Older people under 65 often have problems in securing community care services despite often having clearly established care and support needs. It is even more difficult for people with a combination of drug and alcohol or mental health problems to access services due to the way in which support services are funded.
Tom, a 51 year old Irish man found himself homeless after the break up of his marriage. Tom is a heavy drinker and this prevents him from living independently. Tom found himself living in a hostel for homeless people. Tom attempted detoxification many times but was never able to complete one. He said that he wanted to get his drinking under control and after discussion with his key worker at the hostel asked to be referred to a supported housing project for people with alcohol problems. Tom was assessed by the project and was offered a place five months after his referral. Staff feel that since Tom first moved in there has been a marked improvement in his physical appearance and general self care, reflected in the increased tidiness of his room. Tom says he is happy where he is and enjoys having his own room. He has made friends and is happy that his drinking is more controlled. Unfortunately there is a severe lack of specialist move-on accommodation and support services for people like Tom who have complex needs. It is often difficult for older homeless people in Tom's age group to gain access to appropriate community care services.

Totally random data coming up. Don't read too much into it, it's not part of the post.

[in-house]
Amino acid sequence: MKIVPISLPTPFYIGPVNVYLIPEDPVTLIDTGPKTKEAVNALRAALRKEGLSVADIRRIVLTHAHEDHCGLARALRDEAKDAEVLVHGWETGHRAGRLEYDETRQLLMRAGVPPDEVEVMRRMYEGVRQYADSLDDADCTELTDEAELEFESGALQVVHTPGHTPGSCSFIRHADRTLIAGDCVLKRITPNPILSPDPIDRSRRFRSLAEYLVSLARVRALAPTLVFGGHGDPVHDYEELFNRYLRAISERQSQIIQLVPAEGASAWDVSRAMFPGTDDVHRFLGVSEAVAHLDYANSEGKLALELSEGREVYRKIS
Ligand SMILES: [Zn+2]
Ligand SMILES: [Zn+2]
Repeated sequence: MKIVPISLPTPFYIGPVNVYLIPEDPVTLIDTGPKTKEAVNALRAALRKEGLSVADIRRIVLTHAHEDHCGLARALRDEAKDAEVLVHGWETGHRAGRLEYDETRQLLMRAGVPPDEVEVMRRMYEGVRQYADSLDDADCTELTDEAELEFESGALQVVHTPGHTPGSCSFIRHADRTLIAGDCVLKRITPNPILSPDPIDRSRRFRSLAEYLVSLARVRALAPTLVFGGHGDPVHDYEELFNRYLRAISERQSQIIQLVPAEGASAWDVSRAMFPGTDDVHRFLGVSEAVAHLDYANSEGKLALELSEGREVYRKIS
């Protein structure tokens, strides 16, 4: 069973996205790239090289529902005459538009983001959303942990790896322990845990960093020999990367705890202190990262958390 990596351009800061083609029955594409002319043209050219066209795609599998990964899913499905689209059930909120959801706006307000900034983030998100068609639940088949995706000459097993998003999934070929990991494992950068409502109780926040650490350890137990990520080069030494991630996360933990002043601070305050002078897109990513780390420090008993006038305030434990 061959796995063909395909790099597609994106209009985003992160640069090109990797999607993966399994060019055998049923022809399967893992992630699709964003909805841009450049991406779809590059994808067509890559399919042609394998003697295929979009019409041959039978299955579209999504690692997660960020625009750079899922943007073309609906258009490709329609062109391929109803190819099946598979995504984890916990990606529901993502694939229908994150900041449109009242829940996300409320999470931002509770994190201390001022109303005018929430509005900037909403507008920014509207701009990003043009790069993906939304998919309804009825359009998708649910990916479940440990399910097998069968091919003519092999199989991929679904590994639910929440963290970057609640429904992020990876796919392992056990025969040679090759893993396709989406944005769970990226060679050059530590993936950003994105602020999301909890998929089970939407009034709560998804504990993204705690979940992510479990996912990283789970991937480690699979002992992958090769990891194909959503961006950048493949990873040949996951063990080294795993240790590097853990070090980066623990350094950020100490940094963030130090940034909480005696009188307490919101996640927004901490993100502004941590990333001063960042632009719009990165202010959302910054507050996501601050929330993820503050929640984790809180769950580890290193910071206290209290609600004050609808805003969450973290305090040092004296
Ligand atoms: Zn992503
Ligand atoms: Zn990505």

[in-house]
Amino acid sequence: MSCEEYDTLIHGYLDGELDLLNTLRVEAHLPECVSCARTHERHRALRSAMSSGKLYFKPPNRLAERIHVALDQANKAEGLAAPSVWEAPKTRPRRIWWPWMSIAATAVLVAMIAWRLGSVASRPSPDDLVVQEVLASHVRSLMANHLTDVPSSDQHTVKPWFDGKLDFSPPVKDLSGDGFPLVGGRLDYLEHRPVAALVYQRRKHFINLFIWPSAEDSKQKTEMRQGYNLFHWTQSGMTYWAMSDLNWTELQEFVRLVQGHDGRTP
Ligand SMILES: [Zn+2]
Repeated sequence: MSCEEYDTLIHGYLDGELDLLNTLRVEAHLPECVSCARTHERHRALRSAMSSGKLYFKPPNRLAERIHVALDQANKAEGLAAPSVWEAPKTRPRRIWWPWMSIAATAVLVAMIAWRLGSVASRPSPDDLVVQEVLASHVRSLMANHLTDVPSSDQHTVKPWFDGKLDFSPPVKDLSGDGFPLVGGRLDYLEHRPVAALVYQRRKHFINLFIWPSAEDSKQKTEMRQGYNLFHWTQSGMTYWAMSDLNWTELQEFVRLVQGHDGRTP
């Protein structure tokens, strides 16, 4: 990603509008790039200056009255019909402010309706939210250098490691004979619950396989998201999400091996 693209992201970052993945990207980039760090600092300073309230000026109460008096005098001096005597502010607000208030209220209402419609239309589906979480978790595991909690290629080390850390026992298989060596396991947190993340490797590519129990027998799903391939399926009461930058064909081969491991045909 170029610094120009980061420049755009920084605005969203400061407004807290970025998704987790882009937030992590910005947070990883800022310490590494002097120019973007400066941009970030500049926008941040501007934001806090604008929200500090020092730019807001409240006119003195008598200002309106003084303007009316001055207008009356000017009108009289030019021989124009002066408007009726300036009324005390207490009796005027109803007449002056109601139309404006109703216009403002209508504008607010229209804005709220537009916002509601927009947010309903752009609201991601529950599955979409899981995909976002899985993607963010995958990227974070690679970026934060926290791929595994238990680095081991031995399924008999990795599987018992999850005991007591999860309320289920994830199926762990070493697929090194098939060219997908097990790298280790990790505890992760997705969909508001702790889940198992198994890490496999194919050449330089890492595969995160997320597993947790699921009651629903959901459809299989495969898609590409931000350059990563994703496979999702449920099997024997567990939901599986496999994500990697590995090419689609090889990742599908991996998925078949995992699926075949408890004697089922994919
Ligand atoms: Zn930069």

Betty is a 71 year old woman who spent many years sleeping rough before being resettled into her own flat. Betty was involved in the resettlement process - in visiting different housing options, choosing where she wanted to live, and in planning the move. Before moving in, with support from the resettlement agency, furniture was bought and a telephone line installed. The agency supported Betty in registering with a GP and arranged support from social services. The resettlement agency ensured Betty was receiving her pension and that housing benefit was in place. Before the move, regular post-resettlement was arranged for Betty so that she would be able to cope in her new home. Since moving in, Betty has been visited each week by a support worker from the resettlement agency for support with any problems she experiences living alone, ongoing advocacy with statutory agencies, transport assistance to hospital appointments and help with reading letters. Betty was referred by the resettlement agency to a volunteer scheme for befriending support to reduce the isolation she experiences living alone. Comprehensive resettlement plans and ongoing support are critical to people like Betty to prevent their homelessness occurring.